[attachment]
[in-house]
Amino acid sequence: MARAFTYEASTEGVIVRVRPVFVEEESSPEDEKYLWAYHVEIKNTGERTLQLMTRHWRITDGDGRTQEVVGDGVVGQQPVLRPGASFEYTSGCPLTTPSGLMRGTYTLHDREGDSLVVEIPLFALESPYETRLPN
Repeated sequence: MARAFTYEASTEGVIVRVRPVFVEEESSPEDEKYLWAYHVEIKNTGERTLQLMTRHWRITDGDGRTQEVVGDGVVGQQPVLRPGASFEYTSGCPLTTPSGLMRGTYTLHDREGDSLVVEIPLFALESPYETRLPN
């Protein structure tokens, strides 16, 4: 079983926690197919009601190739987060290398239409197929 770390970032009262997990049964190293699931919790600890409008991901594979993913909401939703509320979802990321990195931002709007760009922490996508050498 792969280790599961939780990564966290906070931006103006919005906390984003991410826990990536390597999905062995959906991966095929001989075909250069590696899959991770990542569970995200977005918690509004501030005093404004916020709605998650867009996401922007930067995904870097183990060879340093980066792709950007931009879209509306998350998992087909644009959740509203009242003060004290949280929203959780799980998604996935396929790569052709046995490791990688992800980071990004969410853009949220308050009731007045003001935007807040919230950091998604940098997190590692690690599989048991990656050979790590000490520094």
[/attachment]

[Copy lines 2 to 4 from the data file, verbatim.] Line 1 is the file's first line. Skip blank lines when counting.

Amino acid sequence: MARAFTYEASTEGVIVRVRPVFVEEESSPEDEKYLWAYHVEIKNTGERTLQLMTRHWRITDGDGRTQEVVGDGVVGQQPVLRPGASFEYTSGCPLTTPSGLMRGTYTLHDREGDSLVVEIPLFALESPYETRLPN
Repeated sequence: MARAFTYEASTEGVIVRVRPVFVEEESSPEDEKYLWAYHVEIKNTGERTLQLMTRHWRITDGDGRTQEVVGDGVVGQQPVLRPGASFEYTSGCPLTTPSGLMRGTYTLHDREGDSLVVEIPLFALESPYETRLPN
């Protein structure tokens, strides 16, 4: 079983926690197919009601190739987060290398239409197929 770390970032009262997990049964190293699931919790600890409008991901594979993913909401939703509320979802990321990195931002709007760009922490996508050498 792969280790599961939780990564966290906070931006103006919005906390984003991410826990990536390597999905062995959906991966095929001989075909250069590696899959991770990542569970995200977005918690509004501030005093404004916020709605998650867009996401922007930067995904870097183990060879340093980066792709950007931009879209509306998350998992087909644009959740509203009242003060004290949280929203959780799980998604996935396929790569052709046995490791990688992800980071990004969410853009949220308050009731007045003001935007807040919230950091998604940098997190590692690690599989048991990656050979790590000490520094």